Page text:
Weston M. Eaton, Ph.D.

  • Postdoctoral Research Associate
Weston M. Eaton, Ph.D.
112D Armsby Building
University Park, State College 16802
Work Phone: 616-893-9537

Areas of Expertise

  • Environmental Sociology
  • Social Movements
  • Science and Technology Studies
  • Sociology of Risk
  • Public Engagement


  1. PhD Sociology, Michigan State University, 2015
  2. BA Sociology, Grand Valley State University, 2003

Weston M. Eaton is a Postdoctoral Research Associate in the Agricultural Economics, Sociology, and Education (AESE) Department at Penn State. His dissertation examined renewable energy technology development from the perspective of people living in communities where bioenergy facilities were proposed for development. A key part of this research showed how communities construct cultural resources around previous and ongoing extractive and industrial development and draw on these resources when making sense of and responding to new technological projects. As a postdoctoral researcher with the North Central Regional Center for Rural Development (NCRCRD), Wes partnered with Extension professionals to develop resources intended to improve university-public engagement around emergent, complex, and contested science and technologies. A next step is to extend existing and develop new partnerships in order to apply the resources developed with the NCRCRD. As a postdoctoral research associate at Penn State, his research focuses on efforts to expand the emerging bioeconomy in the Northeast USA.

Current research projects include:

  • Interviewing experts and professionals who develop agricultural decision-making support tools (Precision Ag) and landowners who both do and do not use them for a pilot-study of how these data driven resources shape individuals’ conservation decision-making in the Northeastern U.S. 
  • Analyzing survey data collected from Northeastern U.S. landowners to improve understanding of how the symbolic meanings people attribute to land, community, and technologies shape social acceptability of and willingness to adopt renewable energy technologies.
  • Analyzing interview data collected from experts and professionals working on bioenergy development in the Northeastern U.S. and Brazil to understand how their expectations for the role of economics in technology adoption shapes technology research, design, and implementation in those national contexts.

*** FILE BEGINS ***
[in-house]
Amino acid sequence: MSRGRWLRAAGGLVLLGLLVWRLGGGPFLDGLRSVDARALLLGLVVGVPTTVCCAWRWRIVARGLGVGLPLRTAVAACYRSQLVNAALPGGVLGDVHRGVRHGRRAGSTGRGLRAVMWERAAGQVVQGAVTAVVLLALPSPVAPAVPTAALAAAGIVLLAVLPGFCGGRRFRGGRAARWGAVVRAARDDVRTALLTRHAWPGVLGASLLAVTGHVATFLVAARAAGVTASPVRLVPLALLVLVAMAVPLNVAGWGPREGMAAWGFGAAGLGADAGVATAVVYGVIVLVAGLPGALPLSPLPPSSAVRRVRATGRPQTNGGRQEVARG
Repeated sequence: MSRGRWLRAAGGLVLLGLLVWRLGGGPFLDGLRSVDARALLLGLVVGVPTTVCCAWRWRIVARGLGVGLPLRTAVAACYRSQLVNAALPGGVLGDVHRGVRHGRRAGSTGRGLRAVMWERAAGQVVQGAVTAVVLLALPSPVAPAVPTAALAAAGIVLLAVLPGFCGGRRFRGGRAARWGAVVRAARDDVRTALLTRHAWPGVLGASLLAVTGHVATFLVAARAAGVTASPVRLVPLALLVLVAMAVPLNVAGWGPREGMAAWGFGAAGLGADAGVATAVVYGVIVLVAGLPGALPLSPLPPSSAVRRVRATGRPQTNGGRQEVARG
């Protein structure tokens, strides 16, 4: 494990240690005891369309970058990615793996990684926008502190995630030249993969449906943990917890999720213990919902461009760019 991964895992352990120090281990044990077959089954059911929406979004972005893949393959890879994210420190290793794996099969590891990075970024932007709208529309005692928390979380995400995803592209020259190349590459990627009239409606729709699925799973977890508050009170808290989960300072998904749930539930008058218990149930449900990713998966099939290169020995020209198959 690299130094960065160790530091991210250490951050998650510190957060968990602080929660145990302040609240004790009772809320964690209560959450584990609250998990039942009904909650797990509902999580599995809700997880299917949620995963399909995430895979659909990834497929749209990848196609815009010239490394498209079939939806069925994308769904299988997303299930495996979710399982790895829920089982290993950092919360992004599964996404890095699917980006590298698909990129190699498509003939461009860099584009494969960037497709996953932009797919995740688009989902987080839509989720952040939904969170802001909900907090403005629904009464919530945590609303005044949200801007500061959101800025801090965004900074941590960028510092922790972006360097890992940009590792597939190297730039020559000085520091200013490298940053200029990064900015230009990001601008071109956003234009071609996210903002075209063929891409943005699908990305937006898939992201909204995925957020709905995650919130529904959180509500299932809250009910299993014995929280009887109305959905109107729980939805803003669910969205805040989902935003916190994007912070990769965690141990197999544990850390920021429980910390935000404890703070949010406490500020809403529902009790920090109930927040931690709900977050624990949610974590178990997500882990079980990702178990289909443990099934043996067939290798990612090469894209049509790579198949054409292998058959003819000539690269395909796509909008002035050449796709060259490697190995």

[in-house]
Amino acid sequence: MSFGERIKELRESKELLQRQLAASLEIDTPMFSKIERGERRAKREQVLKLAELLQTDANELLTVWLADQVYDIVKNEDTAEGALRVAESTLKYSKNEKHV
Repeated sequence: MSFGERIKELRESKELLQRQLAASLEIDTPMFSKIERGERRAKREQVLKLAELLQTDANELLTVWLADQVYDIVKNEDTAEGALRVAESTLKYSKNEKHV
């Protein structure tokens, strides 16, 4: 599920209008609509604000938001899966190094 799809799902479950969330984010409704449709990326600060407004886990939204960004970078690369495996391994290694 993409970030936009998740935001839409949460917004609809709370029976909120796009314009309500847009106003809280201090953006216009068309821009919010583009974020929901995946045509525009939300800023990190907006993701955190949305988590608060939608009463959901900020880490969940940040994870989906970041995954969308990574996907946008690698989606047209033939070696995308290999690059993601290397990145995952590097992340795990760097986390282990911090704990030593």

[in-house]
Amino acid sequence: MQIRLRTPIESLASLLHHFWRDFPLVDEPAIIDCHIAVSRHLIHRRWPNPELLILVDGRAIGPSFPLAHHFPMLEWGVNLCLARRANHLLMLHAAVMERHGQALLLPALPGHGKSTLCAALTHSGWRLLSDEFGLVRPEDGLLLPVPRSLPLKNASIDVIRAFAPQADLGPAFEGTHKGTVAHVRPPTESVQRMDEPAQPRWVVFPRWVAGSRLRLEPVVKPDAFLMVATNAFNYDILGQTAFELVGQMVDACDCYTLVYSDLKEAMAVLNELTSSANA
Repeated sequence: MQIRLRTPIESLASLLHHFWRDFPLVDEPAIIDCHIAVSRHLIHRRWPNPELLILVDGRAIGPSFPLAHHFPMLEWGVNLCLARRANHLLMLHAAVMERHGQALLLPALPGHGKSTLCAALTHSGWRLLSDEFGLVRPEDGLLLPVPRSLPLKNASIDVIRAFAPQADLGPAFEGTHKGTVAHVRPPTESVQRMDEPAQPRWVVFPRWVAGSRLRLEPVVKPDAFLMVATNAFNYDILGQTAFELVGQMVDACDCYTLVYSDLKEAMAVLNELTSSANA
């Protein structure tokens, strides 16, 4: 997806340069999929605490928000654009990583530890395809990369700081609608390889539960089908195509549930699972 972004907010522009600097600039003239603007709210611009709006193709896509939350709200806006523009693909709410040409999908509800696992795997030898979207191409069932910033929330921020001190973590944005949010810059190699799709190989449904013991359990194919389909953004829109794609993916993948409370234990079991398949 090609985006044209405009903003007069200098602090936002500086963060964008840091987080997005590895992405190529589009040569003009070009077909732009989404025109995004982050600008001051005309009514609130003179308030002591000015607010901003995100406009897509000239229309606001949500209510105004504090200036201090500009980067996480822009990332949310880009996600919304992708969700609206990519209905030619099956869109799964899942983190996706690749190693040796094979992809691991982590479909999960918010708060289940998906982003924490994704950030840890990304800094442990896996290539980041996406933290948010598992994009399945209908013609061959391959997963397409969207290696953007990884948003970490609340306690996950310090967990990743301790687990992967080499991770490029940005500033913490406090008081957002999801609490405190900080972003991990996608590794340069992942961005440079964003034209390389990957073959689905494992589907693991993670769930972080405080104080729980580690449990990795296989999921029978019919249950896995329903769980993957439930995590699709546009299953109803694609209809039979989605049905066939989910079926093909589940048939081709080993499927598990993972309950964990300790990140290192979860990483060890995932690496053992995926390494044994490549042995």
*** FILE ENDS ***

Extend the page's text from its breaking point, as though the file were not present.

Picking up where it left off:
Recent Publications (Select)

Burnham, Morey, Weston M. Eaton, Theresa Selfa, Clare Hinrichs and Andrea Feldpausch-Parker. 2017. “The politics of imaginaries and bioenergy sub-niches in the emerging Northeast U.S. bioenergy economy.” Geoforum 82:66-76.  

Eaton, Weston M., Morey Burnham, Clare Hinrichs, and Theresa Selfa. 2017. “Bioenergy Experts and Their Imagined “Obligatory Publics” in the United States: Implications for Public Engagement and Participation.” Energy Research & Social Science 25:65-75.

Eaton, Weston M. 2016. “What's the Problem? How ‘Industrial Culture’ Shapes Community Responses to Proposed Bioenergy Development in Northern Michigan, USA.” Journal of Rural Studies 45:76-87

Eaton, Weston M. and Wynne Wright. 2015 “Hurdles to Engaging Publics around Science and Technology." Michigan Sociological Review 29:48-74

Eaton, Weston M., Stephen P. Gasteyer and Lawrence Busch. 2014. "Bioenergy Futures: Framing Sociotechnical Imaginaries in Local Places." Rural Sociology 79:227-256.

Eaton, Weston M., Wynne Wright, Kyle Whyte, Stephen P. Gasteyer, and Pat Gehrke. 2014. "Engagement and Uncertainty: Technologies Challenge the Work of Engagement." Journal of Higher Education Outreach and Engagement 18(2):151–77.

Wright, Wynne, and Weston M. Eaton. “Wickedness, Reflexivity, and Dialogue: Toward A Multivalent Bioenergy.” Biofuels 5(3):219-232.

Public Engagement Resources

Socio-Cultural Factors Shaping Landowner Support for and Willingness to Plant Bioenergy Crops. 2016. NEWBio Webinar Series. Penn State Extension.

Improving Public Engagement Around Emergent, Complex, or Contested Science and Technology Issues. 2015. A Roadmap. North Central Regional Center for Rural Development.

Michigan’s Energy Future: Is there a Role for Woody Biomass? 2012. An Issue Guide. Michigan State University Extension & Michigan AgBioResearch.